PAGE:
The Maxima debuted in 1976 as an upscale version of the Bluebird and was spun into its own line in 1980, having been made continuously since then.
The Maxima models are also known as Nissan Cefiro or Nissan Laurel in various markets.
Nissan Maxima 2010 SPECIFICATIONS (Note: Some Spec might varies with variants):Body style(s): 4 Door Sedan
Complete specifications: Specifications of Nissan Maxima 2010
Colors: Crimson Black Metallic ,Drk Slate Metallic ,Mystic Jade Metallic ,
Navy Blue Metallic ,Ocean Gray Metallic ,Radiant Silver Metallic ,Super Black Available,Tuscan Sun Metallic ,Winter Frost Pearl
Fuel Capacity:(gal) 20.0
Mileage(estimated)(city/highway): 19 / 26
Price Onwards: $30,690
Website: Nissan Maxima 2010 US
Nissan Maxima - What the Auto Press Says- usnews.rankingsandreviews
The 2010 Nissan Maxima ranks 13 out of 15 Upscale Midsize Cars. This ranking is based on our analysis of 19 published reviews and test drives of the Nissan Maxima, and our analysis of reliability and safety data.
The 2010 Nissan Maxima is a car searching for an identity. Nissan calls it a "four-door sports car," but most in the automotive press say it's more like a family car with just a hint of spice. Its interior is a strange mix of upscale and cheap -- but it may be a good bargain for those looking for a sedan that's just a bit sporty.
The 2010 Nissan Maxima is hard for the automotive press to put its collective finger on. It's not as sporty as Nissan's marketing wants you to believe, but it will out-corner many similarly-priced sedans. It's not as upscale as its price would indicate, but it does borrow some bits from the Infiniti parts bin, giving at least an impression of luxury.
Redesigned just last year, the Maxima combines a punchy V6 engine, a fine-tuned suspension that virtually eliminates torque steer, and a shorter wheelbase to better differentiate its styling from the Nissan Altima. Some writers say that its Continuously Variable Transmission robs it of much of the punch its engine should provide.
Some in the automotive press like the car, but many feel that it doesn't live up to the promises Nissan makes for it. Nissan marketing calls the Maxima "the four-door sports car." Auto writers, however, find it a nice family sedan with a slightly sporty character. "It's a handsome sedan with a healthy dose of engagement," Autoblog writes, but the four-door sports car label "may be going a bit too far."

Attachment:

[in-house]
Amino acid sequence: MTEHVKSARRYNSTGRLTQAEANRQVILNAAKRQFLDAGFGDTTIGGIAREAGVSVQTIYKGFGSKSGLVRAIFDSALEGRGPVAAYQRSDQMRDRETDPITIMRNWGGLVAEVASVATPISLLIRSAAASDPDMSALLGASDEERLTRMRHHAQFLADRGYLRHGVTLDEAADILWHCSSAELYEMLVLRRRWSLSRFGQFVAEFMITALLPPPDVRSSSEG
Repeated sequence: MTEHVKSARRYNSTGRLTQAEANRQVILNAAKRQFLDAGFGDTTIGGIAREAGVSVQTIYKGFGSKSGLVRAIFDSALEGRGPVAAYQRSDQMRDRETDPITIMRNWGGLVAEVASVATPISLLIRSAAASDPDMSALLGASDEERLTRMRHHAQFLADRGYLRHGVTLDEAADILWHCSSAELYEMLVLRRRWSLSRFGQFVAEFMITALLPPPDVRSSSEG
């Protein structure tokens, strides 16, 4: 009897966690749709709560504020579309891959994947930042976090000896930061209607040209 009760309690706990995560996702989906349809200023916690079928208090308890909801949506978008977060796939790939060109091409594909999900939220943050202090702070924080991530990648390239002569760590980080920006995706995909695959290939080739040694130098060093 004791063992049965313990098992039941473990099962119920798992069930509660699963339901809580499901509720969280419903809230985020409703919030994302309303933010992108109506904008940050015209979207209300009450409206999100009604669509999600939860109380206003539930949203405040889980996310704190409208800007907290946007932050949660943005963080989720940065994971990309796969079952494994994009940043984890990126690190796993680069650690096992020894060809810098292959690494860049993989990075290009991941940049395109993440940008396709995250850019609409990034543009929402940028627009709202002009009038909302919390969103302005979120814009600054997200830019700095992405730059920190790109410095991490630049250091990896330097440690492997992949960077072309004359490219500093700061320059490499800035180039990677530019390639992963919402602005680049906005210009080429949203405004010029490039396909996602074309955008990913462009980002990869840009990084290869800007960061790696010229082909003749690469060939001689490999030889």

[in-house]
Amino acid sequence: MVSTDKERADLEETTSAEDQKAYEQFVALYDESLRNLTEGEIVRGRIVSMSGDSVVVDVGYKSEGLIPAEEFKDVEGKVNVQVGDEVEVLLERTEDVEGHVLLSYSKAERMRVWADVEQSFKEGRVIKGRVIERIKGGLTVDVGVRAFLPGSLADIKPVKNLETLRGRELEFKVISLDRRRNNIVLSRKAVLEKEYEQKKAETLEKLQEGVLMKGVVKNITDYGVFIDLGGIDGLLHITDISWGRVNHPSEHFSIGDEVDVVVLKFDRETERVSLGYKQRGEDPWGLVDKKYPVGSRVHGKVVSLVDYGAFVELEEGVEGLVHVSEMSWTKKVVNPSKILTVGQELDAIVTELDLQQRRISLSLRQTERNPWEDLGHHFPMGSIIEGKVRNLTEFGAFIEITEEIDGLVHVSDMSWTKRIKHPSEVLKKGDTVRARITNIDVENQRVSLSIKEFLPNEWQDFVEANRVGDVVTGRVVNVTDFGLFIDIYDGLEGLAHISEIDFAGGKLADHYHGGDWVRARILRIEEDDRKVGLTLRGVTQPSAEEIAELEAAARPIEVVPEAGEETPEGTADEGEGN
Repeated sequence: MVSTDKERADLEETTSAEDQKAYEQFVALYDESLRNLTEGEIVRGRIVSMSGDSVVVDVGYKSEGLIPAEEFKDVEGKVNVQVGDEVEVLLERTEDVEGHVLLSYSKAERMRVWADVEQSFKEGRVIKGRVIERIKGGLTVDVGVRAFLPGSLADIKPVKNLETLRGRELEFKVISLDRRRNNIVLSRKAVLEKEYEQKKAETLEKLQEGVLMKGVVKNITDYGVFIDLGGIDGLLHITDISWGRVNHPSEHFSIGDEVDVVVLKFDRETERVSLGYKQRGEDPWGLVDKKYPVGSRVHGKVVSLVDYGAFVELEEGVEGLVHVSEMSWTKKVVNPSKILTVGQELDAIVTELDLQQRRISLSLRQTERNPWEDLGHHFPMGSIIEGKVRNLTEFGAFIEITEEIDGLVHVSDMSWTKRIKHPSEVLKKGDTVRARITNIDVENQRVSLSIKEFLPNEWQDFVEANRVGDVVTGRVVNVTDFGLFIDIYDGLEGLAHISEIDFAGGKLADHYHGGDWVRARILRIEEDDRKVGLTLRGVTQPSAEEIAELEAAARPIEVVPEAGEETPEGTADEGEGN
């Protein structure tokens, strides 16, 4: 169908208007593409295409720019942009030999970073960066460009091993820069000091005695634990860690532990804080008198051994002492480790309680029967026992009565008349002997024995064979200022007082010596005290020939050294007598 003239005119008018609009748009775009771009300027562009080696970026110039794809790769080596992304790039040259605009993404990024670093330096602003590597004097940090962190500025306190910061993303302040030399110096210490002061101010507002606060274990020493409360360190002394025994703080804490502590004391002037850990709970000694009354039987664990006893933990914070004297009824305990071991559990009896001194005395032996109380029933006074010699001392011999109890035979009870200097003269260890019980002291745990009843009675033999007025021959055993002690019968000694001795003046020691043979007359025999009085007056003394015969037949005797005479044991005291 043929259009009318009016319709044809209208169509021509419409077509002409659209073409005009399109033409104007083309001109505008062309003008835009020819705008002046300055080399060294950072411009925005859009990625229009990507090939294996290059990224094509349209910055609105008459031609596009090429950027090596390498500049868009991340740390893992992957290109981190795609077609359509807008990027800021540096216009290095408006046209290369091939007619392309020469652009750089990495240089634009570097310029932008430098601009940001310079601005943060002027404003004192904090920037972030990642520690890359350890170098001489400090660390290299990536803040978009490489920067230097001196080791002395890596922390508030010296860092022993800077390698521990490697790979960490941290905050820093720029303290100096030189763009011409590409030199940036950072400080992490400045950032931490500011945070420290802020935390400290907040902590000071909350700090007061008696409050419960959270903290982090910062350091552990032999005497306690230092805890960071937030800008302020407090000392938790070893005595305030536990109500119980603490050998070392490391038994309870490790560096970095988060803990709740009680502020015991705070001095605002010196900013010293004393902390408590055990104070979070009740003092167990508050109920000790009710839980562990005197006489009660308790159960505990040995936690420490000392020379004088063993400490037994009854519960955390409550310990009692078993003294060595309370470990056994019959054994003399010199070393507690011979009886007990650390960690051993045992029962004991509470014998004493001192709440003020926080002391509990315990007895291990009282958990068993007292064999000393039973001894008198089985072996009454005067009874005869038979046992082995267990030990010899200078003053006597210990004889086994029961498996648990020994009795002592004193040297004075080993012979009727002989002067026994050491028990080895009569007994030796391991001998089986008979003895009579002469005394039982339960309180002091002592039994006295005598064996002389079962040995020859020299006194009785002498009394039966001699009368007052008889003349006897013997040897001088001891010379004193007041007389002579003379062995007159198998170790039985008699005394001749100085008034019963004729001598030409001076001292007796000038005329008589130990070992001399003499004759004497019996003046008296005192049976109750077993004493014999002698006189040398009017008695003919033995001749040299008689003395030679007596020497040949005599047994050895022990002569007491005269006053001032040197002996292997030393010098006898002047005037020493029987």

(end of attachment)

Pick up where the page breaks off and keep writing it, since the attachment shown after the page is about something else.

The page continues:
Other Cars to Consider
If you're looking at the Maxima as an alternative to a Honda Accord or Toyota Camry, you may find it a slightly more athletic option that meets your needs. It is not, however, a sport sedan to compete with Audi or BMW products.
The Maxima's sticker has begun to intrude on the entry-level luxury class. Nissan makes an entry-level sports sedan -- the Infiniti G37 -- which outclasses the Maxima in many ways and is not much more expensive. At this price, the BMW 3-Series is an alternative as well. Both of those cars offer several transmission options that make Nissan's CVT look sluggish.
Nissan Maxima: The Details
The Maxima carries into 2010 virtually unchanged after a 2009 redesign. It is available in a base 3.5S, or a more upscale 3.5 SV model. A sport package, with tighter suspension settings, and a luxury-oriented Premium package are available on SV models.
- "Fun to drive while offering practical cabin technology in this comfortable sedan." -- CNET
- "One of the most fun to drive cars in the class." -- New Car Test Drive
- "A stylistic and performance winner." -- The Auto Channel
- "Sports sedan? Not really. Sporty sedan? Yes. Although we'd ask for more communicative steering and a smoother ride, the...Maxima's power and speed will satisfy fans perhaps left a little cold by the last generation, and they won't disappoint those seduced by its clean, rich shape. " -- Car and Driver
- "While...the Maxima is not designed to appeal to consumers who would be looking seriously at the Avalon, the fact is that the Maxima is more luxury than sport when it comes to styling and performance." -- Fort Worth Star-Telegram